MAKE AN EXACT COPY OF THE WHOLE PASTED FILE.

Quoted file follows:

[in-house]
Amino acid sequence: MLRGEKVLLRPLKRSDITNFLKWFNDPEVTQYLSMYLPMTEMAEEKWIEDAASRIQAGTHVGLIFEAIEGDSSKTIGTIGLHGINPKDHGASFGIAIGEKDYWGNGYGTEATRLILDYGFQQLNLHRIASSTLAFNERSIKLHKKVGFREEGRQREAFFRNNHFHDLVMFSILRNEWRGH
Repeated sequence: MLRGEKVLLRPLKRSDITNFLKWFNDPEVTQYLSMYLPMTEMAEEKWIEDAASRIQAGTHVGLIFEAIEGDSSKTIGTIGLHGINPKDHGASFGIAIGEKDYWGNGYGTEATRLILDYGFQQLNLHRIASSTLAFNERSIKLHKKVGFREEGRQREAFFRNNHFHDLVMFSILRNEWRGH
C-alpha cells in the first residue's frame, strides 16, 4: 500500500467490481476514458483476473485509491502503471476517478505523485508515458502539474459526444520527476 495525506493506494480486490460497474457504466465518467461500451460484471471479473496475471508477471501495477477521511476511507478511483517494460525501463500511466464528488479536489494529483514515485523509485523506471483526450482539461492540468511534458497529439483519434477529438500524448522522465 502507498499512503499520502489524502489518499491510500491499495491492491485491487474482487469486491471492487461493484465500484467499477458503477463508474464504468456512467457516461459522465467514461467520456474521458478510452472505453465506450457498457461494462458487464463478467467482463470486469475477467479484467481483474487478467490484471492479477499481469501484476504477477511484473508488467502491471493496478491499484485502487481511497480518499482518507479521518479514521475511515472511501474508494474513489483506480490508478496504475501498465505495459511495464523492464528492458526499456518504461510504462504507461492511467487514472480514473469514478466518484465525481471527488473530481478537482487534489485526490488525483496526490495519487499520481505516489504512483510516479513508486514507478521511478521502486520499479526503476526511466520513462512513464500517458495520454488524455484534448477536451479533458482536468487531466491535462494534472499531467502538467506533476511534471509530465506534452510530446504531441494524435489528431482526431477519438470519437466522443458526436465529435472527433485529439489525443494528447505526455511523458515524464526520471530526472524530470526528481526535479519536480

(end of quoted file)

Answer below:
[in-house]
Amino acid sequence: MLRGEKVLLRPLKRSDITNFLKWFNDPEVTQYLSMYLPMTEMAEEKWIEDAASRIQAGTHVGLIFEAIEGDSSKTIGTIGLHGINPKDHGASFGIAIGEKDYWGNGYGTEATRLILDYGFQQLNLHRIASSTLAFNERSIKLHKKVGFREEGRQREAFFRNNHFHDLVMFSILRNEWRGH
Repeated sequence: MLRGEKVLLRPLKRSDITNFLKWFNDPEVTQYLSMYLPMTEMAEEKWIEDAASRIQAGTHVGLIFEAIEGDSSKTIGTIGLHGINPKDHGASFGIAIGEKDYWGNGYGTEATRLILDYGFQQLNLHRIASSTLAFNERSIKLHKKVGFREEGRQREAFFRNNHFHDLVMFSILRNEWRGH
C-alpha cells in the first residue's frame, strides 16, 4: 500500500467490481476514458483476473485509491502503471476517478505523485508515458502539474459526444520527476 495525506493506494480486490460497474457504466465518467461500451460484471471479473496475471508477471501495477477521511476511507478511483517494460525501463500511466464528488479536489494529483514515485523509485523506471483526450482539461492540468511534458497529439483519434477529438500524448522522465 502507498499512503499520502489524502489518499491510500491499495491492491485491487474482487469486491471492487461493484465500484467499477458503477463508474464504468456512467457516461459522465467514461467520456474521458478510452472505453465506450457498457461494462458487464463478467467482463470486469475477467479484467481483474487478467490484471492479477499481469501484476504477477511484473508488467502491471493496478491499484485502487481511497480518499482518507479521518479514521475511515472511501474508494474513489483506480490508478496504475501498465505495459511495464523492464528492458526499456518504461510504462504507461492511467487514472480514473469514478466518484465525481471527488473530481478537482487534489485526490488525483496526490495519487499520481505516489504512483510516479513508486514507478521511478521502486520499479526503476526511466520513462512513464500517458495520454488524455484534448477536451479533458482536468487531466491535462494534472499531467502538467506533476511534471509530465506534452510530446504531441494524435489528431482526431477519438470519437466522443458526436465529435472527433485529439489525443494528447505526455511523458515524464526520471530526472524530470526528481526535479519536480